Becton, Dickinson and Company headquarters

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Becton, Dickinson and Company Corporate Headquarters
Becton Dickinson HQ by USGS.jpg
Becton, Dickinson divisional headquarters (left), corporate headquarters (right), parking garages (below)
General information
TypeCorporate headquarters
Architectural styleTuscan Villa
Address1 Becton Drive, Franklin Lakes, NJ 07417-1815
Coordinates41°00′57″N 74°12′33″W / 41.01570°N 74.20911°W / 41.01570; -74.20911Coordinates: 41°00′57″N 74°12′33″W / 41.01570°N 74.20911°W / 41.01570; -74.20911
Completed1986, 1992
OwnerBecton Dickinson
Technical details
Floor count3
Floor area800,000 sq ft (74,000 m2)
Design and construction
Architecture firmKallmann, McKinnell & Wood

The Becton, Dickinson and Company Corporate Headquarters is a corporate campus in Franklin Lakes, New Jersey. Built between 1986 and 1992, the buildings serve as the corporate and divisional headquarters of the Becton, Dickinson (BD) medical technology company. Designed by the architecture firm Kallmann McKinnell & Wood, the complex has won numerous awards for its unique modern design.


The campus consists of four buildings, the corporate headquarters constructed during phase one, the divisional headquarters including research laboratories constructed during phase two, and two partially concealed parking garages which contain 1,500 parking spaces for the company's employees.[1] In planning the building, Becton indicated that it wanted a campus in the style of a country house and not in the dominant institutional style of other suburban office buildings of the era.[2] The architects of Kallmann McKinnell & Wood designed the buildings around several atria with office space radiating to the sides of the finger-like structures to meet this goal.[2] The parking garages were designed to blend into the surrounding area while still being visible, a technique inspired from Palladio.[2]

The corporate headquarters building is three stories tall and consists primarily of offices and communal meeting areas. It totals 350,000 sq ft (33,000 m2). The first floor exterior is done in stone with windows in the shape of french doors. The second floor uses the same stone exterior with square windows in limestone settings. The third floor is faced entirely in glass divided into squares with metal mullions.[2]

The divisional headquarters building is laid out in the same style with three finger-like wings connected by a traverse concourse. It totals 450,000 sq ft (42,000 m2). Each wing contains an atrium that is surrounded by either laboratory facilities in the two longer wings or a cafeteria and classrooms in the shorter wing.[3] The exterior is done using the same materials at the corporate headquarters building, namely a honey colored brick and granite base, the limestone on the second level, and a copper overhanging roof that provides shades to the lower levels.[4]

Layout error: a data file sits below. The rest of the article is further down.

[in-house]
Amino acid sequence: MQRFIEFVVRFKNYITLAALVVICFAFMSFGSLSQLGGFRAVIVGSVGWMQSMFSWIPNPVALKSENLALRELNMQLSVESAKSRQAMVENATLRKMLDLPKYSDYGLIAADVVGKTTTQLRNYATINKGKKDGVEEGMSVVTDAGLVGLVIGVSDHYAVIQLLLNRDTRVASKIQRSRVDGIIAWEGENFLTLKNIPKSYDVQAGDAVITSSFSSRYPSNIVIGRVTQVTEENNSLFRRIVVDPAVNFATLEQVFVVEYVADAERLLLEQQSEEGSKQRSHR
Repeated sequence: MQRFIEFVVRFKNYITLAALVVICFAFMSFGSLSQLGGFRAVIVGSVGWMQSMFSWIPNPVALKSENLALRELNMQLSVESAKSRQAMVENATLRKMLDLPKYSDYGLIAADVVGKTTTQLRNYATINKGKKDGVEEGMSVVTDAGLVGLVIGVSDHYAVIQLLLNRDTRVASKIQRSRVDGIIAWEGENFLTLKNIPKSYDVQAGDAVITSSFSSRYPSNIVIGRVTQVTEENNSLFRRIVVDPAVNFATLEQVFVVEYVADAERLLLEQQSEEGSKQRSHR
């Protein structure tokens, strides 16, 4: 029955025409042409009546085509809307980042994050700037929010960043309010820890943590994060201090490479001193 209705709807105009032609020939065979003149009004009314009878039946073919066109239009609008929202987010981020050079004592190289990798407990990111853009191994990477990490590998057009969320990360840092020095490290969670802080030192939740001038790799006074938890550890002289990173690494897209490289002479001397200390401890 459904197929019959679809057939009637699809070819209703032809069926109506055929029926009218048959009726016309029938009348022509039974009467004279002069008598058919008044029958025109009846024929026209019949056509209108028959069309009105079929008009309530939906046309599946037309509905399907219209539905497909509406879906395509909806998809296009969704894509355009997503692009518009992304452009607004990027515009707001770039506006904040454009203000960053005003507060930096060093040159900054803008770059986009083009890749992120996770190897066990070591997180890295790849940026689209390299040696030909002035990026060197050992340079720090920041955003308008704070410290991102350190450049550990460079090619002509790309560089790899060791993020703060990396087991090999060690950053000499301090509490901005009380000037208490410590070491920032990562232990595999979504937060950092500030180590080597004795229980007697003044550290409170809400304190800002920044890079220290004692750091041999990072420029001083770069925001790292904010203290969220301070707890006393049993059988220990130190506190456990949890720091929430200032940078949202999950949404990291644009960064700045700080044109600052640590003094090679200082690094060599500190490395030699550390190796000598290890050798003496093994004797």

The sculptures present throughout the buildings and the surrounding garden terraces were designed by Michael Singer as part of a comprehensive site plan that saw the large open spaces on the campus designed by Morgan Wheelock and the smaller connecting spaces laid out by Richard Fleischner.[5]


  • 1998 AIA Honor Award for Architecture
  • 1994 Boston Society of Architects Honor Award for Interior Architecture
  • 1993 Boston Society of Architects Honor Award for Architecture
  • 1991 BSA/Artist Collaboration Award
  • 1990 AIA Honor Award for Architecture
  • 1990 BSA Honor Award for Architecture
  • 1989 Honor Award, NJ/American Society of Landscape Architects
  • 1988 BSA Export Award, Highest Honor
  • 1988 Excellence in Architecture Award, New England Regional Council
  • 1986 Bridge Award, Steel Construction Prize, American Institute of Steel


  1. ^ "Becton Dickinson and Company Corporate Headquarters". Projects. Kallmann McKinnell & Wood Architects Inc. 2008. Archived from the original on 2011-07-13. Retrieved 2010-06-18.
  2. ^ a b c d Goldberger, Paul (1988-02-21). "A Serene Place To Work, Not a Corporate Spaceship". The New York Times. Retrieved 2010-06-18.
  3. ^ "Becton Dickinson and Company Corporate Headquarters". Projects. Kallmann McKinnell & Wood Architects Inc. 2008. Archived from the original on 2011-07-13. Retrieved 2010-06-18.
  4. ^ Michael J., Crosbie (2004). Architecture for science. Images Publishing. pp. 85–90. ISBN 978-1-920744-64-9. Retrieved 2010-06-18.
  5. ^ Campbell, Paul (1988-03-08). "A Corporate Gem". Boston Globe. Thomson Reuters. pp. Westlaw 1988 WLNR 616117. Retrieved 2010-06-18.